Pianist and composer Fred Hersch has won the Prix in Honorem Jazz as well as the Coup de cœur jazz from l'Académie Charles Cros 2017 (prize in honor of jazz from l'Académie Charles Cros). The prize honors the totality of Hersch’s career on the occasion of the release of his solo disc, Open Book (Palmetto Records, September 8, 2017), and of his autobiography, Good Things Happen Slowy: A Life in and Out of Jazz (Crown/Archetype, September 12, 2017).
Hersch has also won the Coup de cœur jazz for his recording Open Book.
“I am so honored to be recognized by l'Académie Charles Cros,” says Hersch. “The Académie has been a generous and long-time supporter of my work and I am humbled and grateful for these major honors.”
As French journalist Xavier Prévost writes in the press release issued by l'Académie Charles Cros:
“Each time one hears Fred Hersch (especially solo), one is struck by the type of magic which imposes itself from the opening measures: by the strong counterpoint in the left hand, while the right hand lays out, comments on, and extends the melodic field (the song). The clarity of the lines which progress in complete independence, and yet with absolute coherence, reminds me each time of Glenn Gould, who in a challenging, defiant way mixed dizziness and legibility. And also Lennie Tristano, another example of the direct connection between one’s fingers and the musical thought. And however, there’s nothing abstract: sensuality and lyricism come from the same voice. This musical miracle takes place whatever the material: an original composition, dreamy as much as sinuous; a jazz classic from the 50’s (Whisper Not); a bossa nova that has often been reworked (Zingaro, alias Retrato Em Barnco E Preto, also known as Portrait in Black and White), played the way one plays a prelude and fugue of Bach, but while forgetting the division between them; even a totally free improvisation (Through the Forest), recorded in concert, where the vertigo becomes unfathomable. And it’s all pleasant, including Eronel by Thelonious Monk (the pianist loves to go in that direction, notably at the end of a performance). To conclude, Fred Hersch offers us a piano version of a song by Billy Joel, And So It Goes, as if to remind us of his attachment to song. Everything is played with a devotion to jazz, and with the great freedom of interpretation and even of metamorphosis that that music offers.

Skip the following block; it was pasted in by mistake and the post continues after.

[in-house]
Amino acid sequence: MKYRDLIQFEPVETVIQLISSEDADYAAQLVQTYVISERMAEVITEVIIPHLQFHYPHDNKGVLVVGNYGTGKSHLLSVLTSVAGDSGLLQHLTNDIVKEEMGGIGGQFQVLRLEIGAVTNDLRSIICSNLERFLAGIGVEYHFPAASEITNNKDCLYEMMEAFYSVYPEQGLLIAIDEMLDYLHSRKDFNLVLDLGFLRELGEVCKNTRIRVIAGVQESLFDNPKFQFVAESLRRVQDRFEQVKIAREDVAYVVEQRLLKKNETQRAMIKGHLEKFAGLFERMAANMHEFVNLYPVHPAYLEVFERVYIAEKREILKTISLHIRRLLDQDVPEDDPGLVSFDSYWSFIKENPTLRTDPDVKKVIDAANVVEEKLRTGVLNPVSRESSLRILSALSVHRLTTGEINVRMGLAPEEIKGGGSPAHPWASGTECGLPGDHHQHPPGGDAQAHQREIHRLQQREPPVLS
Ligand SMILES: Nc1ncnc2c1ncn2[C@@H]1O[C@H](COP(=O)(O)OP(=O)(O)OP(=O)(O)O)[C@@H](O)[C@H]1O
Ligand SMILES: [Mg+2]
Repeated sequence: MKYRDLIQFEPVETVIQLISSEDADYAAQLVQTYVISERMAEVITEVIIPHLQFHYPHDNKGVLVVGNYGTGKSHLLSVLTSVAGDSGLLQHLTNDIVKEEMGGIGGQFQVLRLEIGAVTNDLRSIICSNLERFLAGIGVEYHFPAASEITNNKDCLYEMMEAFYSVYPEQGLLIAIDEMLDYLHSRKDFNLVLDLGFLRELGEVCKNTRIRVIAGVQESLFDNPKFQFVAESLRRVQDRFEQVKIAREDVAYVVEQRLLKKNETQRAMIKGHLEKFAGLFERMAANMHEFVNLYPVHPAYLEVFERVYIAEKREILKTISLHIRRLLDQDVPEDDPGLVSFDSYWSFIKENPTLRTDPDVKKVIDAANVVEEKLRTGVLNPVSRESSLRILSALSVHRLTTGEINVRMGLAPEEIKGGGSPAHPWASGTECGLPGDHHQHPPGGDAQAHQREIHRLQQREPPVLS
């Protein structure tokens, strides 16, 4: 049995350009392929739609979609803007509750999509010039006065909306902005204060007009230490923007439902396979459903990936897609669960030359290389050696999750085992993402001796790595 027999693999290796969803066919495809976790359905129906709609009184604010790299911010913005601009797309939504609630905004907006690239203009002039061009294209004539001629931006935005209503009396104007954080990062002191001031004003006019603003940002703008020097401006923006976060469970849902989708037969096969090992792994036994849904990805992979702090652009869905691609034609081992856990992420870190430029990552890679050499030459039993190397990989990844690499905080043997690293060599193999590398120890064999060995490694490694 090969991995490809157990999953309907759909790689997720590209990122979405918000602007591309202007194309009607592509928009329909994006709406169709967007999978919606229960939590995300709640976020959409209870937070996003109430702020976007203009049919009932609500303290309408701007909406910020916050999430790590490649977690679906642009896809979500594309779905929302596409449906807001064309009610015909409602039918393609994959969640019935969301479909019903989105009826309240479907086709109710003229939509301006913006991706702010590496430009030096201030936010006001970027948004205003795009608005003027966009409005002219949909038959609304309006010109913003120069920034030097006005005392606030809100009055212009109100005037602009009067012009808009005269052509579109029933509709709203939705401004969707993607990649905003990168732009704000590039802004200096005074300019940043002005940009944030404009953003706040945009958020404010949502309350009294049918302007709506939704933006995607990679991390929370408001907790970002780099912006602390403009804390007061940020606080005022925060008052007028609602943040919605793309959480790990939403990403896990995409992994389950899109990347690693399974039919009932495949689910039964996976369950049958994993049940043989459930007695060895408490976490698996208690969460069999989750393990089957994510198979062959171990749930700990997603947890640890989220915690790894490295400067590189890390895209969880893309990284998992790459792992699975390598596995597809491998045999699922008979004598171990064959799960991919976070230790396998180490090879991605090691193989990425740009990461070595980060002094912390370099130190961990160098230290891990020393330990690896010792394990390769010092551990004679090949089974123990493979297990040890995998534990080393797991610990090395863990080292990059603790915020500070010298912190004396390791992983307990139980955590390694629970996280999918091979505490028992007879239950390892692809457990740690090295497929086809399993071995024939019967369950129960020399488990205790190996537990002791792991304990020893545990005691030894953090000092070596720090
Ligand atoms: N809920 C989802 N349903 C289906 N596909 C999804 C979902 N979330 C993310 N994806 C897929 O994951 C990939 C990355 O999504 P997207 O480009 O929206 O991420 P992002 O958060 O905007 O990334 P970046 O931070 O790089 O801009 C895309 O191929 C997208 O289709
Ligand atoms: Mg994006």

One can retrace the life of this rare musician by reading (in English at the moment) the autobiography that he has just published: Good Things Happen Slowly, A Life in and Out of Jazz (Crown Archetype). There one discovers the singular journey of an artist who, in his personal life as well as in his musical life, employs all his energy to become himself. Music in general, and jazz in particular, are invoked in these pages with force and lucidity, notably through the portraits, and descriptions of meeting with major artists: Jaki Byard, the encyclopedic professor of jazz piano at New England Conservatory in Boston; McCoy Tyner, who after a concert made himself accessible to the admiration of a young musician. What follows, chapter to chapter, hides nothing of a life which had its moments of suffering and grave illness. And yet Fred Hersch is here, and well, more alive than ever, even more accomplished in his art!
The Prix in Honorem permits us to celebrate a complete artist who has issued under his name dozens of discs, who has also tackled chamber music, and who has been the pianistic accompaniment to the great jazz voices (Norma Winstone, Jeri Brown, Jay Clayton, Janis Siegel) but also the great opera voices (Renée Fleming, Dawn Upshaw).”